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Can the iPad cure what ails us?

Tom Kaneshige, CIO | June 6, 2011
Tom Kaneshige of CIO looks at a few ways that Texas Health Resources, a healthcare provider with 24 hospitals, is using the iPad to help clinicians spend more time with patients.

For an organization with many personal iPhones and iPads in the field, vetting apps can be a monumental task. Texas Health’s solution: an enterprise social network similar to Twitter. Doctors and nurses can talk about the pros and cons of certain apps, find out what apps their peers are using, and learn what apps to avoid.

Other apps will play a central role at Texas Health. A dozen doctors in a pilot group are testing an app that accesses electronic healthcare records. “We’re going to roll it out to one of our hospitals,” Velasco says. “By the end of the year, we expect to have it out to all of our physicians who have tablets.”

This month, Texas Health will deploy an app that lets clinicians view EKGs from both smartphones and tablets rather than on computers in nursing stations. Medical equipment vendors embracing the iPad have made this app possible. GE Healthcare teamed with AirStrip Technologies earlier this year to allow EKG data to appear on iPhones and iPads. Texas Health and Cedars-Sinai Medical Center will be using the AirStrip technology.

On the in-house app development front, Texas Health is working with a neurosurgeon to develop an app that taps into the iPad’s three-axis gyroscope. The gyroscope has helped the iPad become a serious gaming platform; it gives gamers the ability to control virtual cars and planes. Texas Health is using this platform to create an app that will allow patients to perform certain specific motor skills that a neurosurgeon can evaluate, possibly making an early diagnosis of a disorder.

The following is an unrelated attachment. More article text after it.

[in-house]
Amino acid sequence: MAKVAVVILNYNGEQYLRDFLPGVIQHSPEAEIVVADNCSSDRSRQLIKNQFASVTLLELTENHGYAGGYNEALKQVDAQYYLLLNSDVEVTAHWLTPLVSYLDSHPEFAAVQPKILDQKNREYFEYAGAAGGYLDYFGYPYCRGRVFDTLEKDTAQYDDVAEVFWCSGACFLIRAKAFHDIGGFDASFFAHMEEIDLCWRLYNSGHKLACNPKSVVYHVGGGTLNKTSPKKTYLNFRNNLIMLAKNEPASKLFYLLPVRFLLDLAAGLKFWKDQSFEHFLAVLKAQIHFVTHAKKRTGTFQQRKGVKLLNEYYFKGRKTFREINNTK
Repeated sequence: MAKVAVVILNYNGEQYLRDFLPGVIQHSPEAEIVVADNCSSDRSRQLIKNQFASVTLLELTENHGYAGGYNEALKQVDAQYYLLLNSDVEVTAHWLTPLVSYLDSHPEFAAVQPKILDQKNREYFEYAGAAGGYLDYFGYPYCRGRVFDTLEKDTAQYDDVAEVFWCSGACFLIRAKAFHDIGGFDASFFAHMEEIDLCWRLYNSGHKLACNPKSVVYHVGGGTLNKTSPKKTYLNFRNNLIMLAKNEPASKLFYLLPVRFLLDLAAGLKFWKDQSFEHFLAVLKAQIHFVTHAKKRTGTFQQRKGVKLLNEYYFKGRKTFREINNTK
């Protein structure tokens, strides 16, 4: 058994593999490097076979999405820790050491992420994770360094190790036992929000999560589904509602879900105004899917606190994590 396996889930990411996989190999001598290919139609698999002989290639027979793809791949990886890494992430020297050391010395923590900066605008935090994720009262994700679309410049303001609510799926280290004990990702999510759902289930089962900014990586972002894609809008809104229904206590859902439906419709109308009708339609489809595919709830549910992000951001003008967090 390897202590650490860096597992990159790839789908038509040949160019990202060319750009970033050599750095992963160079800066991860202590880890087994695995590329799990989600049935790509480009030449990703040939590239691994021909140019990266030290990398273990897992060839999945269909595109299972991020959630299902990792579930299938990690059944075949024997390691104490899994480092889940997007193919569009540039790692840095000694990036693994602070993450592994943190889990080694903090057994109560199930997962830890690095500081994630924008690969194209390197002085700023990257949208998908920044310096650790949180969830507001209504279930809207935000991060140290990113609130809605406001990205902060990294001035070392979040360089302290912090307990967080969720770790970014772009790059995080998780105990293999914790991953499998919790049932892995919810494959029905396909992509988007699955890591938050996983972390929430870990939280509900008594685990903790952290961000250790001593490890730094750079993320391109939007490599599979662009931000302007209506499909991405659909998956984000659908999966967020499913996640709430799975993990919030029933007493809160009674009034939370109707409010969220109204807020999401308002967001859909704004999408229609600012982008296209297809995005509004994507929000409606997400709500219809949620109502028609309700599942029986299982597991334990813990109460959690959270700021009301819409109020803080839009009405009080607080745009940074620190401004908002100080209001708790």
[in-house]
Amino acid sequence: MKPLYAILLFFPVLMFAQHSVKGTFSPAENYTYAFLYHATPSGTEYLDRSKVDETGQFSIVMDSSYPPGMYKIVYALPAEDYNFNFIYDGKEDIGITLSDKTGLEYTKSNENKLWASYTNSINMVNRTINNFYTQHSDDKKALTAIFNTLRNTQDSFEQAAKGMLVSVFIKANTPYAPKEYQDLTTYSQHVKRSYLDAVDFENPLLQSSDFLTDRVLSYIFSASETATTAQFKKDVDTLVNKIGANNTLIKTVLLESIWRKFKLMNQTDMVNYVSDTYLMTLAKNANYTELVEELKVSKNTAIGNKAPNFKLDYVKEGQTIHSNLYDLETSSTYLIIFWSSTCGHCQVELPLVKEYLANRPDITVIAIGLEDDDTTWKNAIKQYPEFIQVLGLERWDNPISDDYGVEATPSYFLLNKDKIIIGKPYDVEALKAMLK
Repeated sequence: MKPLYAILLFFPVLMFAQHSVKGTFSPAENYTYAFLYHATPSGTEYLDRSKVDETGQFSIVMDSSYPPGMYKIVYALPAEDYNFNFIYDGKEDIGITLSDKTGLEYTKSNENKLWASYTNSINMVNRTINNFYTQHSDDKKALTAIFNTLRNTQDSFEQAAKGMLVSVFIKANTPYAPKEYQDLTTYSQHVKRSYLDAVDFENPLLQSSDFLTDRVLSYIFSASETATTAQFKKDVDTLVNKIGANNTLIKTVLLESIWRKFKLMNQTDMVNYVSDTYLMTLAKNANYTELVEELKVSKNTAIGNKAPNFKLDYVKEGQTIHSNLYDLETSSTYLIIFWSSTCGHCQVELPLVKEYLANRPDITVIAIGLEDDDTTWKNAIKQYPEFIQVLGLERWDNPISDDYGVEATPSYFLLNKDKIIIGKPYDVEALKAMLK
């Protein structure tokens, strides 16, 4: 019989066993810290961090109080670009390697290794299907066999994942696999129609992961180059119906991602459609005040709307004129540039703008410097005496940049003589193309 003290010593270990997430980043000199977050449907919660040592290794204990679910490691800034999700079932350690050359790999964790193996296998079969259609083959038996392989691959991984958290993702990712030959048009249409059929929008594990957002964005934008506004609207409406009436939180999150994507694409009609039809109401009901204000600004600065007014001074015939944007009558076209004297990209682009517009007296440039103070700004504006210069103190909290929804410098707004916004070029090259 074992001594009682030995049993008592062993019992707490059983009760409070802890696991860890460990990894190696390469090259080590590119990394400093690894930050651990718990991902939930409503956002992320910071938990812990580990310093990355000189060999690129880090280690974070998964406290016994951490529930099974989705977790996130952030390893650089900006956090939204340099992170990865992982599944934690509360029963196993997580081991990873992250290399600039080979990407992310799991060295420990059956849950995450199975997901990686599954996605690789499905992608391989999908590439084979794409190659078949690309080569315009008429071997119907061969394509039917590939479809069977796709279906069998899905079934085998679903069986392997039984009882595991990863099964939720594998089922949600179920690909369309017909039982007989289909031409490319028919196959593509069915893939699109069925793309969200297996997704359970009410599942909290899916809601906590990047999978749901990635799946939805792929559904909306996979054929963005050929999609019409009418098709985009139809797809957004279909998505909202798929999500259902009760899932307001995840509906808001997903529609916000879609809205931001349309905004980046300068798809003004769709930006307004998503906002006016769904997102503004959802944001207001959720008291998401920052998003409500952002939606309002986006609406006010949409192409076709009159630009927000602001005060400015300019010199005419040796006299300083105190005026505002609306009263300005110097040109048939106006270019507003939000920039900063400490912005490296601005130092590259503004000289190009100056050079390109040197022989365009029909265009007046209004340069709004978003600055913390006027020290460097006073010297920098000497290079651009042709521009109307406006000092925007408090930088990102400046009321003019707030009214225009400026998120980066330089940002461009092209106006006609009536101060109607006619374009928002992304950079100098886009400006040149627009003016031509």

Priority one: patients

Texas Health has half-a-dozen smartphone and tablet apps in the works, running on iOS and Android. Velasco is considering support for Hewlett-Packard tablets, too. “We don’t want to lock ourselves into one platform,” he says.

An equal number of apps are aimed at patients with smartphones and tablets. Last month, Texas Health released a smartphone app for patients to access their health records. The app also sends out alerts.

One of the conundrums in developing mobile apps for clinicians and patients is where to start, smartphones or tablets. The tablet has a larger screen so there’s much more you can do with an app, Velasco says. It’s also easier to downsize an iPad app to the iPhone.

On the other hand, most people carry smartphones, not tablets. Even if a doctor or nurse owns both, chances are they’ll have their iPhone with them but not necessarily their iPad. This means, in most cases, Texas Health will develop an app for the smartphone first.

 

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